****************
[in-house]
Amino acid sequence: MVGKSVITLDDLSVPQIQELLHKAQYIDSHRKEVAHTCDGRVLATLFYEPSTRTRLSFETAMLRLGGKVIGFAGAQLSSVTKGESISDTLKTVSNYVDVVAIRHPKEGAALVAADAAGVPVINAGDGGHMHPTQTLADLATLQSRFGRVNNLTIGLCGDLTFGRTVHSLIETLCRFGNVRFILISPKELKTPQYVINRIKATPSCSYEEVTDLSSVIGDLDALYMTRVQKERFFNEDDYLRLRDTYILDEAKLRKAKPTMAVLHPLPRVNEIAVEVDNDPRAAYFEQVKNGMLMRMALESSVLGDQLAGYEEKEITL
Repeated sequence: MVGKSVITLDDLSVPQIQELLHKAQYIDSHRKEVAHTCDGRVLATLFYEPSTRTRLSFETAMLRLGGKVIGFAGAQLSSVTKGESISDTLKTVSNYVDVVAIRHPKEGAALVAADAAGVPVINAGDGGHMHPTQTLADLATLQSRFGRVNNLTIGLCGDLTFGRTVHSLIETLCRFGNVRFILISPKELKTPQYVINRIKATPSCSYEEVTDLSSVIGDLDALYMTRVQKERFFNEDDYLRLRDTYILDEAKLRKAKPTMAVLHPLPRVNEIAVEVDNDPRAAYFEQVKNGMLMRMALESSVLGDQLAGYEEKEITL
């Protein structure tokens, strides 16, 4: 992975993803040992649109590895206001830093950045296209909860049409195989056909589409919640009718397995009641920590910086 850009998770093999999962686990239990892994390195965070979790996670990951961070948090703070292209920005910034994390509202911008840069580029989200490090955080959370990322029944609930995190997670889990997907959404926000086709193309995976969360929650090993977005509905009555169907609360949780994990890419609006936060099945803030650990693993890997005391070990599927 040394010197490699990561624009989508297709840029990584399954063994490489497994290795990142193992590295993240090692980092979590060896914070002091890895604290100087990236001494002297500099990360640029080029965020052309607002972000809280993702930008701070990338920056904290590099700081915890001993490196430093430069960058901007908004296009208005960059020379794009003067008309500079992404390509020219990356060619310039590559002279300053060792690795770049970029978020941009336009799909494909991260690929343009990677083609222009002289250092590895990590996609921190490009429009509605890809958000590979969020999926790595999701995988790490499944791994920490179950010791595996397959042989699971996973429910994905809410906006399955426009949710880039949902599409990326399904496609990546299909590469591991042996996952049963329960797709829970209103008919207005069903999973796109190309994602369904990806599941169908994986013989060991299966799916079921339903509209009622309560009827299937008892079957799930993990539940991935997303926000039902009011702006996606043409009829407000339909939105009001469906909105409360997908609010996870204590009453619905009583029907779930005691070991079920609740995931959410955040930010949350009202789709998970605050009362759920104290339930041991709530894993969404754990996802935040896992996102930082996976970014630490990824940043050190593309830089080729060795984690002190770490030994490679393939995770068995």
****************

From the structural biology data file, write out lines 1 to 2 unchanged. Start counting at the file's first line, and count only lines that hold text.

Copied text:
[in-house]
Amino acid sequence: MVGKSVITLDDLSVPQIQELLHKAQYIDSHRKEVAHTCDGRVLATLFYEPSTRTRLSFETAMLRLGGKVIGFAGAQLSSVTKGESISDTLKTVSNYVDVVAIRHPKEGAALVAADAAGVPVINAGDGGHMHPTQTLADLATLQSRFGRVNNLTIGLCGDLTFGRTVHSLIETLCRFGNVRFILISPKELKTPQYVINRIKATPSCSYEEVTDLSSVIGDLDALYMTRVQKERFFNEDDYLRLRDTYILDEAKLRKAKPTMAVLHPLPRVNEIAVEVDNDPRAAYFEQVKNGMLMRMALESSVLGDQLAGYEEKEITL